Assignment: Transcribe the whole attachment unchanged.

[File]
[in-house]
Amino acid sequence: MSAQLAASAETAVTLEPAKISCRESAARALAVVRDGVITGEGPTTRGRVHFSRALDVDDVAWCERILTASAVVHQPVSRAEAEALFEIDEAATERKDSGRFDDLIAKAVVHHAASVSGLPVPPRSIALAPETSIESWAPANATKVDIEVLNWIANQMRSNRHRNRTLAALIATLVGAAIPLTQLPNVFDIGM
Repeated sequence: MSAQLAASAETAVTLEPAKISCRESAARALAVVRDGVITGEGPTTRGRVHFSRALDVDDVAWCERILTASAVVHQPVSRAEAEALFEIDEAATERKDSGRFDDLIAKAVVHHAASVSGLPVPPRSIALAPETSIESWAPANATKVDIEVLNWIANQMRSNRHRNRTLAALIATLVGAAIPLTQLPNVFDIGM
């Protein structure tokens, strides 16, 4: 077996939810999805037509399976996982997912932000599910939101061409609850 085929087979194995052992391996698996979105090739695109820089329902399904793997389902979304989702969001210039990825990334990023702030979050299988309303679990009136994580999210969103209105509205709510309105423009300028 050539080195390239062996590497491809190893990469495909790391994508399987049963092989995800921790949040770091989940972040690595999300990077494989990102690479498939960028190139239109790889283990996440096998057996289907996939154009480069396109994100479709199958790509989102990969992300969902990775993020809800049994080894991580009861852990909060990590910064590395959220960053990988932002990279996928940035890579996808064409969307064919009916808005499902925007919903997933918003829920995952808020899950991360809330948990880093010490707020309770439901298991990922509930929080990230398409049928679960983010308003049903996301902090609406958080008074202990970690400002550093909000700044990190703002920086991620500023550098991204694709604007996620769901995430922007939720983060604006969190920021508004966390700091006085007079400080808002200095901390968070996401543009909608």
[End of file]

[in-house]
Amino acid sequence: MSAQLAASAETAVTLEPAKISCRESAARALAVVRDGVITGEGPTTRGRVHFSRALDVDDVAWCERILTASAVVHQPVSRAEAEALFEIDEAATERKDSGRFDDLIAKAVVHHAASVSGLPVPPRSIALAPETSIESWAPANATKVDIEVLNWIANQMRSNRHRNRTLAALIATLVGAAIPLTQLPNVFDIGM
Repeated sequence: MSAQLAASAETAVTLEPAKISCRESAARALAVVRDGVITGEGPTTRGRVHFSRALDVDDVAWCERILTASAVVHQPVSRAEAEALFEIDEAATERKDSGRFDDLIAKAVVHHAASVSGLPVPPRSIALAPETSIESWAPANATKVDIEVLNWIANQMRSNRHRNRTLAALIATLVGAAIPLTQLPNVFDIGM
């Protein structure tokens, strides 16, 4: 077996939810999805037509399976996982997912932000599910939101061409609850 085929087979194995052992391996698996979105090739695109820089329902399904793997389902979304989702969001210039990825990334990023702030979050299988309303679990009136994580999210969103209105509205709510309105423009300028 050539080195390239062996590497491809190893990469495909790391994508399987049963092989995800921790949040770091989940972040690595999300990077494989990102690479498939960028190139239109790889283990996440096998057996289907996939154009480069396109994100479709199958790509989102990969992300969902990775993020809800049994080894991580009861852990909060990590910064590395959220960053990988932002990279996928940035890579996808064409969307064919009916808005499902925007919903997933918003829920995952808020899950991360809330948990880093010490707020309770439901298991990922509930929080990230398409049928679960983010308003049903996301902090609406958080008074202990970690400002550093909000700044990190703002920086991620500023550098991204694709604007996620769901995430922007939720983060604006969190920021508004966390700091006085007079400080808002200095901390968070996401543009909608």